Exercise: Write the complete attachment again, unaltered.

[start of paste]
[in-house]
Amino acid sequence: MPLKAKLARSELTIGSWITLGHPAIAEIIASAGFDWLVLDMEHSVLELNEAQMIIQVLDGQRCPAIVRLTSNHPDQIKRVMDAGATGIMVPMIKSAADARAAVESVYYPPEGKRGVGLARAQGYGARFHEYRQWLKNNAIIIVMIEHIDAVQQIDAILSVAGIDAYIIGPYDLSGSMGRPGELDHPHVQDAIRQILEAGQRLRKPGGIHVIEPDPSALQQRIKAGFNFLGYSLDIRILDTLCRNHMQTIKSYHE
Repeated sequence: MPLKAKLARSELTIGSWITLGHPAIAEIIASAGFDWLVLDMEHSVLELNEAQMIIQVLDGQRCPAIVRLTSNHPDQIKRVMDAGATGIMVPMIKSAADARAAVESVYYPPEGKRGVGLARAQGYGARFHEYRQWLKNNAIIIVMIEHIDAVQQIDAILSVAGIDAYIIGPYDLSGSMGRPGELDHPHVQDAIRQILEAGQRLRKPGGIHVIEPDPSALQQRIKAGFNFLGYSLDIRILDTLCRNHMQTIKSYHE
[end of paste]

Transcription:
[in-house]
Amino acid sequence: MPLKAKLARSELTIGSWITLGHPAIAEIIASAGFDWLVLDMEHSVLELNEAQMIIQVLDGQRCPAIVRLTSNHPDQIKRVMDAGATGIMVPMIKSAADARAAVESVYYPPEGKRGVGLARAQGYGARFHEYRQWLKNNAIIIVMIEHIDAVQQIDAILSVAGIDAYIIGPYDLSGSMGRPGELDHPHVQDAIRQILEAGQRLRKPGGIHVIEPDPSALQQRIKAGFNFLGYSLDIRILDTLCRNHMQTIKSYHE
Repeated sequence: MPLKAKLARSELTIGSWITLGHPAIAEIIASAGFDWLVLDMEHSVLELNEAQMIIQVLDGQRCPAIVRLTSNHPDQIKRVMDAGATGIMVPMIKSAADARAAVESVYYPPEGKRGVGLARAQGYGARFHEYRQWLKNNAIIIVMIEHIDAVQQIDAILSVAGIDAYIIGPYDLSGSMGRPGELDHPHVQDAIRQILEAGQRLRKPGGIHVIEPDPSALQQRIKAGFNFLGYSLDIRILDTLCRNHMQTIKSYHE